- Runtime: 97 min

This documentary tells the story of Tracy Edwards who embarked on a yacht race in the 1980s despite sailing’s resistance to women competitors. Alison Shoemaker, writing for AV Club, describes the film as “an undeniably inspirational story...clear of cheap manipulation. Those moved by the film will be moved by the women telling it.” The director of “Maiden” interviews Edwards and others while crafting the story through archival footage that shows the problematic attitude that was often targeted at women during the time of Edwards’ triumphant sail. The effect elevates this material past standard sports story inspiration.

12 / 50
Schramm Film

#39. Transit

- Director: Christian Petzold
- Metascore: 82
- Number of reviews: 30
- Runtime: 101 min

This tense thriller-like plot follows the journey of Georg (Franz Rogowski), a refugee who escaped from a German prison camp, as he attempts to escape Nazi-occupied France. To flee undetected, Georg takes on a false identity: that of a dead author. As he attempts to leave the country, a series of harrowing, bureaucratic snafus set him back, and he finds himself stuck in Marseilles where, rather than finding his way out of France, he finds himself falling in love. Though the film touches on a few different themes, Andrea Gronvall’s review at The Chicago Reader notes that the film is at its core “a profound meditation on the dehumanizing condition of statelessness.”

13 / 50
Multitude Films

#38. Roll Red Roll

- Director: Nancy Schwartzman
- Metascore: 83
- Number of reviews: 9
- Runtime: 80 min

Nancy Schwartzman directed this searing documentary about the events in 2012 in Steubenville, Ohio when a teenage girl was raped by members of the high school football team. Schwartzman’s film examines rape culture and complicity through its examination of the larger social tangle that fosters such crimes. Musanna Ahmed, writing for Film Inquiry, notes the story “is truly exemplary of a disgusting culture in which the rape victim is disparaged and the rapists are safeguarded.”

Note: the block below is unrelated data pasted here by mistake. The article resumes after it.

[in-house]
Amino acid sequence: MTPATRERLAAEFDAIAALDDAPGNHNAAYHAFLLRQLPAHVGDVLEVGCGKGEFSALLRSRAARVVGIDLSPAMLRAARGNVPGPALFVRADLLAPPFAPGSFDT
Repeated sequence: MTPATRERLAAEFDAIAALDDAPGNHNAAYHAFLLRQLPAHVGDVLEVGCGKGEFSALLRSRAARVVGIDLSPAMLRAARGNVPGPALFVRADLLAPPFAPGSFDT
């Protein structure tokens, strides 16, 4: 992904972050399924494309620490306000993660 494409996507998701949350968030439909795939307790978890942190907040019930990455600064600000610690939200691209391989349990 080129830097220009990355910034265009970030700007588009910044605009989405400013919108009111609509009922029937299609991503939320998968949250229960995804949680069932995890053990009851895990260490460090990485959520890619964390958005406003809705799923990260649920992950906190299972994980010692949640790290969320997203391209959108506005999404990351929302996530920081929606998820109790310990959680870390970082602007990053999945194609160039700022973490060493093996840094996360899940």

14 / 50

#37. The Last Black Man in San Francisco

- Director: Joe Talbot
- Metascore: 83
- Number of reviews: 39
- Runtime: 121 min

Director Joe Talbot’s debut film features stunning performances from Jimmie Fails and Jonathan Majors as two friends on a quest to reclaim a lost childhood home in a city known for expensive real estate. Courtney Small, in her review for Cinema Axis, describes the film as “a vibrant work of art that celebrates the colourful residents of the city by the bay, while simultaneously lamenting the gentrification that is systematically erasing those who provide San Francisco with its culture and heart.” The film’s gorgeous color palette and visual style create vivid and original cinematic poetry that makes the film as aesthetically pleasing as its narrative is powerful.

15 / 50

#36. The Lighthouse

- Director: Robert Eggers
- Metascore: 83
- Number of reviews: 45
- Runtime: 109 min

Willem Dafoe and Robert Pattinson star in this tense horror film shot in black and white and set at a remote lighthouse in the late 1800s, where two lighthouse keepers struggle to keep it together on the eerie island. Director Robert Eggers gives the proceedings a dark, hallucinatory vibe, which is further enhanced by thrilling performances from the two male leads. Manohla Dargis, the film critic at The New York Times, describes the film style: “with control and precision, expressionist lighting and an old-fashioned square film frame that adds to the claustrophobia, Eggers seamlessly blurs the lines between physical space and head space.”

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16 / 50
Columbia Pictures

#35. Once Upon a Time in Hollywood

- Director: Quentin Tarantino
- Metascore: 83
- Number of reviews: 61
- Runtime: 161 min

Quentin Tarantino’s ninth film stars Margot Robbie, Leonardo DiCaprio, and Brad Pitt as movie industry insiders in 1969 Hollywood. The film style indulges in period nostalgia as it tells the story of the real-life Manson Murders and provides its own fictional twist. While the film offers an entertaining story that seems to give viewers a new look into the mind of Tarantino, Dana Stevens at Slate observes that “Once Upon a Time in Hollywood” falls short with progressive gender roles. Stevens writes that, as is often the case, this film is one in which “the male protagonists get the chance to be real characters—prickly, self-deluded, ridiculous, surprising, funny—while [the female lead] functions principally as beautiful, innocent, impeccably go-go-booted bait.”

17 / 50
Lucio Castro

#34. End of the Century

- Director: Lucio Castro